Illustration by Naomi Elliott
It’s when he steps out of the passenger seat of a black cab that I see that unmistakable hairdo, the kind of radical wired mess that only cockatoos envy. I’m standing on the curb outside a trendy Meatpacking District hotel and I’m checking in David Lynch.
When people ask me about my days as a bellman in New York City, they always want to know which famous people I’ve met. The truth is, I’ve lost count. At some point tabloid faces took on the same anonymous quality of the countless tired souls that emerged from yellow cabs, unable to hide their groggy jet lag. It’s strangely empowering to serve a person who is used to being adored and just kind of not giving a damn. You just do the job and see them to their room, acting professional all the way, giving them just the slightest wink that you’re in the know. This was not the case with Mr. Lynch.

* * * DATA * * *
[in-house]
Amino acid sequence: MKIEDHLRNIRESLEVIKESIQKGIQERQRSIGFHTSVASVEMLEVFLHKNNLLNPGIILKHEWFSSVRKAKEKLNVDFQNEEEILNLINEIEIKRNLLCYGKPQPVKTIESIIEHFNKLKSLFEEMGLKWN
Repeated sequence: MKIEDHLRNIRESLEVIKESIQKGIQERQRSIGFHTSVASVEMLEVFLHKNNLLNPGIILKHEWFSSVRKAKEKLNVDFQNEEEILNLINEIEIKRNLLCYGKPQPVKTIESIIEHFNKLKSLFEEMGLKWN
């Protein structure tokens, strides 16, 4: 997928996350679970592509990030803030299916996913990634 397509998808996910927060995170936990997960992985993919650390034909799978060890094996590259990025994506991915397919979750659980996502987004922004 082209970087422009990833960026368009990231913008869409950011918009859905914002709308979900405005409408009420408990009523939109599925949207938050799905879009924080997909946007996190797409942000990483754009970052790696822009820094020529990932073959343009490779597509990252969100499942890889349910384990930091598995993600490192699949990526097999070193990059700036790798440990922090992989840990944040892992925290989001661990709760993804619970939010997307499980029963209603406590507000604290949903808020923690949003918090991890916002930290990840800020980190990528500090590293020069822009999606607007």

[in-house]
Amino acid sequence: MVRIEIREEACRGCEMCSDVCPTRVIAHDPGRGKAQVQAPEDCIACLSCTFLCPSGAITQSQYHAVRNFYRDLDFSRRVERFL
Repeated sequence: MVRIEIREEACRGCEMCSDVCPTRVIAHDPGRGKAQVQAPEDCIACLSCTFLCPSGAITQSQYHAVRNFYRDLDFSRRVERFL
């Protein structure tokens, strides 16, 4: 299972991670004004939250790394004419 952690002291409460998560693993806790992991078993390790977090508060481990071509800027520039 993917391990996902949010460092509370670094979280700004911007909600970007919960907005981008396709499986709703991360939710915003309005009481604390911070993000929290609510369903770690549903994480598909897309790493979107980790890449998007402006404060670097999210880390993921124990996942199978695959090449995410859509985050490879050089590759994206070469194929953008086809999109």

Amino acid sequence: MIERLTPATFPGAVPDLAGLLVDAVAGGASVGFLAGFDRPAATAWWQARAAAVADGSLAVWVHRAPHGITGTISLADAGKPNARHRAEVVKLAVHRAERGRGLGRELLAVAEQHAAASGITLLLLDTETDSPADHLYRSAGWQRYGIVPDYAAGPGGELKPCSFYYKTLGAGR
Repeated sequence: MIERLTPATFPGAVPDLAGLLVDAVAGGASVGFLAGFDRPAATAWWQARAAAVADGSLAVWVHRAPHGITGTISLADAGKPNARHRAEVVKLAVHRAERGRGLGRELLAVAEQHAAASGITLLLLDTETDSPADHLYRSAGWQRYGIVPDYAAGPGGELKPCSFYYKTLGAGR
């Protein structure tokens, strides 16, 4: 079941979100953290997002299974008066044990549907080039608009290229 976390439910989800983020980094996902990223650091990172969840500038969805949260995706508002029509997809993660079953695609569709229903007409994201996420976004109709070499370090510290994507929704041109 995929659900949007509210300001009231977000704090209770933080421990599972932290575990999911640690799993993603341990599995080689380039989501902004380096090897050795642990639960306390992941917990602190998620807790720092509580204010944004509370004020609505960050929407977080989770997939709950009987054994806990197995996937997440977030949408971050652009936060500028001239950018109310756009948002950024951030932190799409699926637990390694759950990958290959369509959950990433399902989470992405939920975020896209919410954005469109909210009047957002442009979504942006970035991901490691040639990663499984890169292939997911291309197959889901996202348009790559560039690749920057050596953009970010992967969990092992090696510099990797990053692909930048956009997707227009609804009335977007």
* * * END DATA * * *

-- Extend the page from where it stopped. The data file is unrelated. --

We’re momentarily separated while he checks in at the front desk. I wait patiently with his bags, remembering exactly …